I Band structure diagrams

Hi!

I never really understood band structure diagrams. I think they represent the energy of an electron, with the given circumstances, at a k vector.

Are the electrons only allowed to be on the lines here? Or can they also be in areas enclosed under/between certain lines?

What are some interesting properties I could deduce by looking at a bandstructure? Such as if the material is a metal, semiconductor etc?

I have seen a bunch of these diagrams but this is still very fuzzy for me, grateful if someone could provide some basic clarity.
 

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ZapperZ

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First of all, have you studied reciprocal space in crystal structure? This includes crystal orientation, direction, Brillouin zone, etc....

Secondly, have you, for example, solved the free-electron (or semi-free electron) problem in metals, and arrived at the E vs. k relationship for such a case? In other words, have you seen a simple dispersion curve?

And finally, do you know what Fermi energy, Fermi level, Fermi surface are?

Zz.
 
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I think you should find a book about solid state physic and read it. Then you will get some answers of your questions.
Basically,band structure is a conventional way to show eigenvalues of the Hamilton about solid state matters. The progress to get the eigenvalues is like that you solve the Hamilton of Hydrogen atom in Quantum Mechanics, of course more complicated.
 
First of all, have you studied reciprocal space in crystal structure? This includes crystal orientation, direction, Brillouin zone, etc....

Secondly, have you, for example, solved the free-electron (or semi-free electron) problem in metals, and arrived at the E vs. k relationship for such a case? In other words, have you seen a simple dispersion curve?

And finally, do you know what Fermi energy, Fermi level, Fermi surface are?

Zz.
Yes, I have derived the relation between E and K for free electrons in metals. I have also used Brillouin zones to draw 2-d Fermi-surfaces.

Although I just began with condensed matter, I think understanding the Bandstructure diagram would help me a great deal.

For example, here the say "The crystal behaves as a metal if one or more bands are partly filled. The crystal is a semiconductor or semimetal if one or two bands are slightly filled or slightly empty."

- Ok. This makes sense. But how does this translate into the Bandstructure? What does "filled" mean in the figure? Again, are the elections on the bands, or between bands?

By looking at the figure, how would I determine if its eg. a semi-metal/metal semiconductor etc? The background theory make some sense, the diagrams don't.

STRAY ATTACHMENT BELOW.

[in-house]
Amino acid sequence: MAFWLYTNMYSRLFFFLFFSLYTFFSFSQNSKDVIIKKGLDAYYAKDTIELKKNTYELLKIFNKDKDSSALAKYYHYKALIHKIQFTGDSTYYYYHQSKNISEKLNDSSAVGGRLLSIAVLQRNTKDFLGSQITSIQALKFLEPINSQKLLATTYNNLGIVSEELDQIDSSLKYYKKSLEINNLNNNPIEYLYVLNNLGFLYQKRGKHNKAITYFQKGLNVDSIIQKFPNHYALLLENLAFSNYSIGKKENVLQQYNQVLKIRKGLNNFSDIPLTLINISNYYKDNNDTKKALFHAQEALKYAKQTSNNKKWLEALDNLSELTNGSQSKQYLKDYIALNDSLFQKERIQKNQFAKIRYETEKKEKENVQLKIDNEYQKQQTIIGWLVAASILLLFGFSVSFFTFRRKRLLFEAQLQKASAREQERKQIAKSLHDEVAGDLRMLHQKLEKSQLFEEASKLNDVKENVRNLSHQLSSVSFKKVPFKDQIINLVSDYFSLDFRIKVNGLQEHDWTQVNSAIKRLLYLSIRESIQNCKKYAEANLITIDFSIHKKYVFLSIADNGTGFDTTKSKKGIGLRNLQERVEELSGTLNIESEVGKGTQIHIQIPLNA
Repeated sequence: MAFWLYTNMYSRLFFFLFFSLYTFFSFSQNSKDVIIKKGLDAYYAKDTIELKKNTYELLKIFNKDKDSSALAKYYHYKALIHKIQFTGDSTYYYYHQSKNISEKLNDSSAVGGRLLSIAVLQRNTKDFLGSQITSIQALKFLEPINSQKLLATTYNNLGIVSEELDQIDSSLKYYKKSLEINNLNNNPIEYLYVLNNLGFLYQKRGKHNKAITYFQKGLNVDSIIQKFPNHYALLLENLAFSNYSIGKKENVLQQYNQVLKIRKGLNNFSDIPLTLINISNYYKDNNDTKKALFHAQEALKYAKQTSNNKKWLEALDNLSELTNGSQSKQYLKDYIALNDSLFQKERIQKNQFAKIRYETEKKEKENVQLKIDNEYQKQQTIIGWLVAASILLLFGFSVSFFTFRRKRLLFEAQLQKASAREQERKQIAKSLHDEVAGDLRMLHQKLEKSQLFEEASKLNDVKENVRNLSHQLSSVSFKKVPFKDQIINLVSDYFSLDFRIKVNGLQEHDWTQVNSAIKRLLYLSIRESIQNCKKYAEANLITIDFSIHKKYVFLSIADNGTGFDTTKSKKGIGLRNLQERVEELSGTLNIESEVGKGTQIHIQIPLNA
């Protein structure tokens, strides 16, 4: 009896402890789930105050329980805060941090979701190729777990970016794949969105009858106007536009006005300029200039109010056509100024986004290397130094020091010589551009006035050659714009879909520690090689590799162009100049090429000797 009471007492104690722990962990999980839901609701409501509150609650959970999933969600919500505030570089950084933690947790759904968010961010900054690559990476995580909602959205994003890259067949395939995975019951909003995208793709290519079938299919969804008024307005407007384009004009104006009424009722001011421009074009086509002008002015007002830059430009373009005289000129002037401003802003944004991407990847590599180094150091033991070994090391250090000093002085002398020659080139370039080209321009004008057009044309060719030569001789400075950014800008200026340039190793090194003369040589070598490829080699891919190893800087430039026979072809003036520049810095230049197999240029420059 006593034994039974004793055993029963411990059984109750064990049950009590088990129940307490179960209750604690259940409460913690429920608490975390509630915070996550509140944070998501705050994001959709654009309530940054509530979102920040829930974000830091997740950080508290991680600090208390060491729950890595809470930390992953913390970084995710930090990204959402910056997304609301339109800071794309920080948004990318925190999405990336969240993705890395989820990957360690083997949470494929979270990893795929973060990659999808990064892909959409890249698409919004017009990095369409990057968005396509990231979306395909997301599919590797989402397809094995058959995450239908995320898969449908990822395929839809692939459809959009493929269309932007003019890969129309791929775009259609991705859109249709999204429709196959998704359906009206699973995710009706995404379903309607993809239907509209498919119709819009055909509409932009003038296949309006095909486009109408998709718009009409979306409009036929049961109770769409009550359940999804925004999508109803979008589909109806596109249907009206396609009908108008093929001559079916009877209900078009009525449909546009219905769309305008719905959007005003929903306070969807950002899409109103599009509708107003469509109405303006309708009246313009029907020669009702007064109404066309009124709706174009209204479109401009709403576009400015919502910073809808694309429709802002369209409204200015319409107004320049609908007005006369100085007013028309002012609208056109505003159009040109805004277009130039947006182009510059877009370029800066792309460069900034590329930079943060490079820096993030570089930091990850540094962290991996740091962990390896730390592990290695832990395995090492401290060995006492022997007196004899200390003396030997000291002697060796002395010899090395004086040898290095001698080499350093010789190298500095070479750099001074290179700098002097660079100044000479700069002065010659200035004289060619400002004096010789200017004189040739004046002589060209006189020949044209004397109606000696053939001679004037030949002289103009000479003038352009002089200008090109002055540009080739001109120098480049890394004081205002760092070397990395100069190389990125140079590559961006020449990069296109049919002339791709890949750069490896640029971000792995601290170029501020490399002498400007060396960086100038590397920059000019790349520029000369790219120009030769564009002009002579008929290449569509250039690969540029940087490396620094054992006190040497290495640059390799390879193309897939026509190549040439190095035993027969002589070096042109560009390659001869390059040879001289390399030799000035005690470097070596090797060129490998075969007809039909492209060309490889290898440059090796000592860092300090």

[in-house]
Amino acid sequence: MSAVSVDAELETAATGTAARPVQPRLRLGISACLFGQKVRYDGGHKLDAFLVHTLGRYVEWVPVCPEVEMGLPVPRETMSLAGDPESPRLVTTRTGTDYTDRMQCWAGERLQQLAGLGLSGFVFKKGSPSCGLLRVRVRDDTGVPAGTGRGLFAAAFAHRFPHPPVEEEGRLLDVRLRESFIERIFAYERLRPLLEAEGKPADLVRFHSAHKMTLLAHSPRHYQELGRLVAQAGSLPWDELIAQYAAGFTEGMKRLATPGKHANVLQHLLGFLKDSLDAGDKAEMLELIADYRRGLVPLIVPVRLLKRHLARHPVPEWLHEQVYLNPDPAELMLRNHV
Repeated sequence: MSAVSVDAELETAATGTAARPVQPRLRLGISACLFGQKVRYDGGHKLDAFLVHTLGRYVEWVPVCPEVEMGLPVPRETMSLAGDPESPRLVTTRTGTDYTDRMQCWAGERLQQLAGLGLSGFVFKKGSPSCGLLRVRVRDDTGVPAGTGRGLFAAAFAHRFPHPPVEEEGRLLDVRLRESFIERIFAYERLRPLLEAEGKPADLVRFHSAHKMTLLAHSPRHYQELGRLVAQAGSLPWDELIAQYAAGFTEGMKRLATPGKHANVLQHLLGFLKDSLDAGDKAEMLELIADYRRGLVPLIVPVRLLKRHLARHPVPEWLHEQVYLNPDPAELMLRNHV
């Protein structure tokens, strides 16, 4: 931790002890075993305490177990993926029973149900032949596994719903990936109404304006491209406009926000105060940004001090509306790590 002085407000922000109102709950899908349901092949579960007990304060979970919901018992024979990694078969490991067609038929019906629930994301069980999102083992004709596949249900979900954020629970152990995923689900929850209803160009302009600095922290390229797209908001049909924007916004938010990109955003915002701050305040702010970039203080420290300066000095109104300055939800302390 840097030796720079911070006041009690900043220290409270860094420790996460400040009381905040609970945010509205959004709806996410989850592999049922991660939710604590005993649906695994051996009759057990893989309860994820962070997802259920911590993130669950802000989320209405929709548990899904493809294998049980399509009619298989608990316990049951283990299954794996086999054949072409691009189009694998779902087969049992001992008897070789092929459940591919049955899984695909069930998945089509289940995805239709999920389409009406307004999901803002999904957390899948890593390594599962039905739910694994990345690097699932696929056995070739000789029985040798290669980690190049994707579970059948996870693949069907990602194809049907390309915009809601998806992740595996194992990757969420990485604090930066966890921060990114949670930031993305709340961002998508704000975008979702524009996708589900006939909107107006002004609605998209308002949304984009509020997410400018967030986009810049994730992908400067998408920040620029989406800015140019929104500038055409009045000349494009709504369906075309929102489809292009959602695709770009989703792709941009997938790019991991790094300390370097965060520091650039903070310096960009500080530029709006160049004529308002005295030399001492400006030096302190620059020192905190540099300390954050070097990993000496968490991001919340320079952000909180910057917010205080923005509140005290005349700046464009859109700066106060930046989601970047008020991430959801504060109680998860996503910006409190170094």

ZapperZ

Staff Emeritus
Science Advisor
Education Advisor
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2018 Award
34,659
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Yes, I have derived the relation between E and K for free electrons in metals. I have also used Brillouin zones to draw 2-d Fermi-surfaces.

Although I just began with condensed matter, I think understanding the Bandstructure diagram would help me a great deal.

For example, here the say "The crystal behaves as a metal if one or more bands are partly filled. The crystal is a semiconductor or semimetal if one or two bands are slightly filled or slightly empty."

- Ok. This makes sense. But how does this translate into the Bandstructure? What does "filled" mean in the figure? Again, are the elections on the bands, or between bands?

By looking at the figure, how would I determine if its eg. a semi-metal/metal semiconductor etc? The background theory make some sense, the diagrams don't.
Let's use the example you wrote.

Look at all the "spaghetti lines". If there is a band that crosses the Fermi energy, then it means that there is an electronic dispersion curve that is similar to what you saw when you solved for the free-electron gas. This is a metal! If you don't see anything crossing the Fermi energy, then it is not a metal.

A semiconductor or an insulator is simply a non-Fermi crossing band structure but of varying degree. Look at the highest peak in the valence band below the Fermi energy, and then look at the lowest dip in the conduction band above the Fermi energy. That separation is the band gap. The size of the band gap will dictate if it is a semiconductor or an insulator. If the bottom of the dip lines up with the top of the peak, then you have a direct band gap. If not, it is an indirect band gap.

Etc... etc. You get group velocity, effective mass, and other parameters as well from the band structure.

Zz.
 
Let's use the example you wrote.

Look at all the "spaghetti lines". If there is a band that crosses the Fermi energy, then it means that there is an electronic dispersion curve that is similar to what you saw when you solved for the free-electron gas. This is a metal! If you don't see anything crossing the Fermi energy, then it is not a metal.

A semiconductor or an insulator is simply a non-Fermi crossing band structure but of varying degree. Look at the highest peak in the valence band below the Fermi energy, and then look at the lowest dip in the conduction band above the Fermi energy. That separation is the band gap. The size of the band gap will dictate if it is a semiconductor or an insulator. If the bottom of the dip lines up with the top of the peak, then you have a direct band gap. If not, it is an indirect band gap.

Etc... etc. You get group velocity, effective mass, and other parameters as well from the band structure.

Zz.
Thanks a lot for this!
 

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